Beware! This New Jersey City Is The #1 Dangerous City In The State

Trenton, New Jersey, has earned the unfortunate distinction of being the state’s most dangerous city, according to recent reports. With a population of approximately 85,000 people, Trenton has a crime rate that is considerably higher than the national average, making it a challenging place to live for its residents.

Violent Crime Rates in Trenton, NJ

According to the FBI, Trenton experiences one of the higher murder rates in the nation when compared with cities of all sizes. In 2021, the city reported 236 murders, 728 rapes, 282 robberies, and 593 assaults, resulting in a total of 2,687 violent crimes. These statistics translate to a rate of 6.61 violent crimes per 1,000 residents, which is significantly higher than the national average.

Property Crime Rates in Trenton, NJ

Trenton’s property crime rate is also high, with a rate of 19 crimes per 1,000 residents. This rate is higher than the national average of 2,385 per 100,000 people. The city has one of the highest rates of motor vehicle theft in the nation, with a rate of 3.60 per 1,000 residents. This rate is significantly higher than the national average of 0.20 per 1,000 people.

What is the Crime Rate Trend in Trenton, Nj Over the Past 5 Years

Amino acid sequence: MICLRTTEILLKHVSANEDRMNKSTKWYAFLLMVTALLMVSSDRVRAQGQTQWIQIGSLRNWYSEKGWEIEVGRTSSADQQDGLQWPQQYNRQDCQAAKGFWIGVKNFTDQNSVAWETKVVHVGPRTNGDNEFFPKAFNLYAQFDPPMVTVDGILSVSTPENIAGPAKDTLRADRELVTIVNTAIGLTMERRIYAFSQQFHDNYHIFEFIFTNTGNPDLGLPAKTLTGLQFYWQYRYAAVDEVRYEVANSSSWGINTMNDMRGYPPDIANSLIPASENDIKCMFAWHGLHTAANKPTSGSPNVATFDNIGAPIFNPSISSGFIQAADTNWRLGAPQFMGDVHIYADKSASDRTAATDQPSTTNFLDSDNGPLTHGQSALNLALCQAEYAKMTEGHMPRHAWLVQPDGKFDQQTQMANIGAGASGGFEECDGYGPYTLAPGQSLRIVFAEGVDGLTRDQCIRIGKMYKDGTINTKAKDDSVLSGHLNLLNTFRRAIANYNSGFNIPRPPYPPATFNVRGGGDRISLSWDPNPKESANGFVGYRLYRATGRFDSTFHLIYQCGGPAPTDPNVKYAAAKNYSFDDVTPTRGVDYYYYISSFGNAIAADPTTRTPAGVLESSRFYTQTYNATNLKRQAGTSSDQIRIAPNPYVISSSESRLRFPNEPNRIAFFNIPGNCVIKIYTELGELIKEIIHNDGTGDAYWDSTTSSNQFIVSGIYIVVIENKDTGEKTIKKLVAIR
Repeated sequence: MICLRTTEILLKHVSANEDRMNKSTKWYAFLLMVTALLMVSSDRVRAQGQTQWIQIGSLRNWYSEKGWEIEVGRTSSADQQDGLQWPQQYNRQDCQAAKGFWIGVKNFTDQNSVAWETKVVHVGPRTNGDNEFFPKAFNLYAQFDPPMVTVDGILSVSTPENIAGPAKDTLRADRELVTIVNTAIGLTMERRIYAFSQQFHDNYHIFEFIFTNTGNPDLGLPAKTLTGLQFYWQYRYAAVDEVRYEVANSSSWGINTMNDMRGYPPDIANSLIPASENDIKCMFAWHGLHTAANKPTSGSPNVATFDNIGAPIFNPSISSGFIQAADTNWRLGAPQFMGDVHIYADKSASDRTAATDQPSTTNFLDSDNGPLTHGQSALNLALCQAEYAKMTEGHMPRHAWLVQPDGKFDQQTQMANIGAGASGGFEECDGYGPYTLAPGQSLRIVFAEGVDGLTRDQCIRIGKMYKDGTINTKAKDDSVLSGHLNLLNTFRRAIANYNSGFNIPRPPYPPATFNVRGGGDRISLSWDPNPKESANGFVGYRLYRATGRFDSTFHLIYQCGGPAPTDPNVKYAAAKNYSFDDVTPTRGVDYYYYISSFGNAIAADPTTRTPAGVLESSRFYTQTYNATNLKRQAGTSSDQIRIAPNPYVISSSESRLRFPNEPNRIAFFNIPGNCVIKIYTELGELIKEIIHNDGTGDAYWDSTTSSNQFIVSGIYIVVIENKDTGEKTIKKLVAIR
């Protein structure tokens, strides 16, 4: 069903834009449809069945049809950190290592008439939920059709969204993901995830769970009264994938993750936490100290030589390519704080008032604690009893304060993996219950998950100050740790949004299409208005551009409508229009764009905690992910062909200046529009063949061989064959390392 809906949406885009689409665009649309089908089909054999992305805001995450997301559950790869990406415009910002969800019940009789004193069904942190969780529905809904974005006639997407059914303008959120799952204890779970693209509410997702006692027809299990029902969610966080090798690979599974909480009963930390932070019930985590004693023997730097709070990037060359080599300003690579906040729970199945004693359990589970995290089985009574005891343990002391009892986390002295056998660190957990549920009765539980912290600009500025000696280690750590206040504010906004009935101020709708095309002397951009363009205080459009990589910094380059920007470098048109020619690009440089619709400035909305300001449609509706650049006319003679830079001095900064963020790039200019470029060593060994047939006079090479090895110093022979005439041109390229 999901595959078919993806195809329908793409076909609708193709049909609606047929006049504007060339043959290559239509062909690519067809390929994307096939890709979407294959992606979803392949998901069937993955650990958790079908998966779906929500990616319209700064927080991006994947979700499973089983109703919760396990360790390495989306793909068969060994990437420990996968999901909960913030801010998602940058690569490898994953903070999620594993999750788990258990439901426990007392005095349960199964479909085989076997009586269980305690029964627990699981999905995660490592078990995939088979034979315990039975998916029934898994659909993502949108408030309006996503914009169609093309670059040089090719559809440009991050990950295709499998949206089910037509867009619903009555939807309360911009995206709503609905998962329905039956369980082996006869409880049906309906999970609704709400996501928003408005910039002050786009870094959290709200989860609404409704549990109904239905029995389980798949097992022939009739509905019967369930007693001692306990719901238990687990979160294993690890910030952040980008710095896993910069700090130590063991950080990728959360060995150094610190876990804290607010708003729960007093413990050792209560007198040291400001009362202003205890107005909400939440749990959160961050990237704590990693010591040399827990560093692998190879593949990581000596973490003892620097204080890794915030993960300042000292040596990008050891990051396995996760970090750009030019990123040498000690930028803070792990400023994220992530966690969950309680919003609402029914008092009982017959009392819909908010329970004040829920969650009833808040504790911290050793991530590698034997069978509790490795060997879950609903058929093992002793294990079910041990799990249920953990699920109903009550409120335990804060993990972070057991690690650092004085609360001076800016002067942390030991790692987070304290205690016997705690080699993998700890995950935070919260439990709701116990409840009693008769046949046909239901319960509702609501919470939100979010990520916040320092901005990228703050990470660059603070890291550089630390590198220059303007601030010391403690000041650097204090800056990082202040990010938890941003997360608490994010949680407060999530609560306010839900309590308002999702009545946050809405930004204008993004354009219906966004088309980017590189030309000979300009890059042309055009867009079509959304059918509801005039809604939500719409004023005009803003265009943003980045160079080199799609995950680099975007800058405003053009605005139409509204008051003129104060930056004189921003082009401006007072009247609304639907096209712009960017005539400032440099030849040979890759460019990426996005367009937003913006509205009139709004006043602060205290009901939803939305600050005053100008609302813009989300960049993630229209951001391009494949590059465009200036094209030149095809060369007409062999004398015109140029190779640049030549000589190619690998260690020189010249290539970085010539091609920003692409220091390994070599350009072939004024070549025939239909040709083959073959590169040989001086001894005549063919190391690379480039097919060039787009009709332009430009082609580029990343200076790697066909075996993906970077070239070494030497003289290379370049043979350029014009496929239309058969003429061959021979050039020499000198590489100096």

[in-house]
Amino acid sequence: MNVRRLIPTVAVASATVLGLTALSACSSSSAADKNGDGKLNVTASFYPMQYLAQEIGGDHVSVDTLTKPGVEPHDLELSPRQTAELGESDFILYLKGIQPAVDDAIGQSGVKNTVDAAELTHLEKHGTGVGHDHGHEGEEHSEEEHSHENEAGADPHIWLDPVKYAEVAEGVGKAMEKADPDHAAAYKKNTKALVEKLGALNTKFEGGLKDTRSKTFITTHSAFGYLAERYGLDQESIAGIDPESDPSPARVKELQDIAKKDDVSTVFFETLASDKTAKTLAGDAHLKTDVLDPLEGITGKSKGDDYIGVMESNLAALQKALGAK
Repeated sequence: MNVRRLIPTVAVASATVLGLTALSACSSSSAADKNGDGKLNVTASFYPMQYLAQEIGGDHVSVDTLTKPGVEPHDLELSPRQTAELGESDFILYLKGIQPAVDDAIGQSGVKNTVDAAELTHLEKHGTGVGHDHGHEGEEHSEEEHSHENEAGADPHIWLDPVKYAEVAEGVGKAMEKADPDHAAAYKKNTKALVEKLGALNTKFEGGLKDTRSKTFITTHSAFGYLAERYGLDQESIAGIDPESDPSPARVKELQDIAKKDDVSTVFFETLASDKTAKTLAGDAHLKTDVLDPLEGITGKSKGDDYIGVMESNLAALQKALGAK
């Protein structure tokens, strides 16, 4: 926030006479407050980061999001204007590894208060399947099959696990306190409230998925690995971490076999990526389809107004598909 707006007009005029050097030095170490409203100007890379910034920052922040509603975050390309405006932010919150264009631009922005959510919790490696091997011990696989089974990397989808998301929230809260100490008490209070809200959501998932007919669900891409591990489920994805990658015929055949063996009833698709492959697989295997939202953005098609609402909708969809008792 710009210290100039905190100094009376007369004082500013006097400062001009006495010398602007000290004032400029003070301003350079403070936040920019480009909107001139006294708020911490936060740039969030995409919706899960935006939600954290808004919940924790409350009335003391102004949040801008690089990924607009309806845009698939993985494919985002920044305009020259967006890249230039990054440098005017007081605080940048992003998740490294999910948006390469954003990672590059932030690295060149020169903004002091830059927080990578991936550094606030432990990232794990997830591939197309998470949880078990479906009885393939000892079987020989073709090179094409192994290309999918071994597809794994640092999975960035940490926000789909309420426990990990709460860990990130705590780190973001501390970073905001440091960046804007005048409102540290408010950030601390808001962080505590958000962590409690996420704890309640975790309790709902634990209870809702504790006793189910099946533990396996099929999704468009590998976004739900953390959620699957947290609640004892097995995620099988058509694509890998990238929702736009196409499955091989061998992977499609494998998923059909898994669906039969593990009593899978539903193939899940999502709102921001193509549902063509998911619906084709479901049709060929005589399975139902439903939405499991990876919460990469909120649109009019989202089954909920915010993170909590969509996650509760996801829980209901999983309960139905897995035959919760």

The crime rate trend in Trenton, NJ, over the past 5 years has been characterized by fluctuations in both violent and property crimes. According to the data, Trenton has a crime rate that is considerably higher than the national average, with a 1 in 33 chance of becoming a victim of either violent or property crime.

In 2021, the crime rate in Trenton was 3,395.89 crimes per 100k population, which is higher than the national average and the crime rate in Princeton, New Jersey, which is about 76% lower than the national average.

Violent crime in Trenton is one of the highest in the nation, with a rate of 10.76 per 1,000 residents in 2021. This includes crimes such as rape, murder, non-negligent manslaughter, armed robbery, and aggravated assault, including assault with a deadly weapon.